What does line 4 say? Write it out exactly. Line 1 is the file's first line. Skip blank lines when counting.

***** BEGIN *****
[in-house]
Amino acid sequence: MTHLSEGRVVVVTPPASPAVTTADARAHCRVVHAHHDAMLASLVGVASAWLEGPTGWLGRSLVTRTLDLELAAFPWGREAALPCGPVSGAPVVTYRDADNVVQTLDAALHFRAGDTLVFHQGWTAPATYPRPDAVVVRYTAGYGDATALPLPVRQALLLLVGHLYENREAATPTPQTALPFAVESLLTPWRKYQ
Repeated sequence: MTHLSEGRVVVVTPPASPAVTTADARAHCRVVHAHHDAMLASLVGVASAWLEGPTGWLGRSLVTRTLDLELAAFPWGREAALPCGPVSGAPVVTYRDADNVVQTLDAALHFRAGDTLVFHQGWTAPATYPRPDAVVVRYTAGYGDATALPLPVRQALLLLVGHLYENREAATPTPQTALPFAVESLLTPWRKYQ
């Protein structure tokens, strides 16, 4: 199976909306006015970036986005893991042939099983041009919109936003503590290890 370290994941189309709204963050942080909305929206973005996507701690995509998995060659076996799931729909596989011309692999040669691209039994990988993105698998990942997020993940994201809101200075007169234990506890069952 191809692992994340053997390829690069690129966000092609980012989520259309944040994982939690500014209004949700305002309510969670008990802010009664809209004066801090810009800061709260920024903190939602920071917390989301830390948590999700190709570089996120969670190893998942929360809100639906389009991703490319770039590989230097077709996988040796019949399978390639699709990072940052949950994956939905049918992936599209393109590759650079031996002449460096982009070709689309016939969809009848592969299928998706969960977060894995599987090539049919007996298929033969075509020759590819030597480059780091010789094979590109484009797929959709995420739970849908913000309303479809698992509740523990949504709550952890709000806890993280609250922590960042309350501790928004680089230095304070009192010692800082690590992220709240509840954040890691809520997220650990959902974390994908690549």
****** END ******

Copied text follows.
């Protein structure tokens, strides 16, 4: 199976909306006015970036986005893991042939099983041009919109936003503590290890 370290994941189309709204963050942080909305929206973005996507701690995509998995060659076996799931729909596989011309692999040669691209039994990988993105698998990942997020993940994201809101200075007169234990506890069952 191809692992994340053997390829690069690129966000092609980012989520259309944040994982939690500014209004949700305002309510969670008990802010009664809209004066801090810009800061709260920024903190939602920071917390989301830390948590999700190709570089996120969670190893998942929360809100639906389009991703490319770039590989230097077709996988040796019949399978390639699709990072940052949950994956939905049918992936599209393109590759650079031996002449460096982009070709689309016939969809009848592969299928998706969960977060894995599987090539049919007996298929033969075509020759590819030597480059780091010789094979590109484009797929959709995420739970849908913000309303479809698992509740523990949504709550952890709000806890993280609250922590960042309350501790928004680089230095304070009192010692800082690590992220709240509840954040890691809520997220650990959902974390994908690549």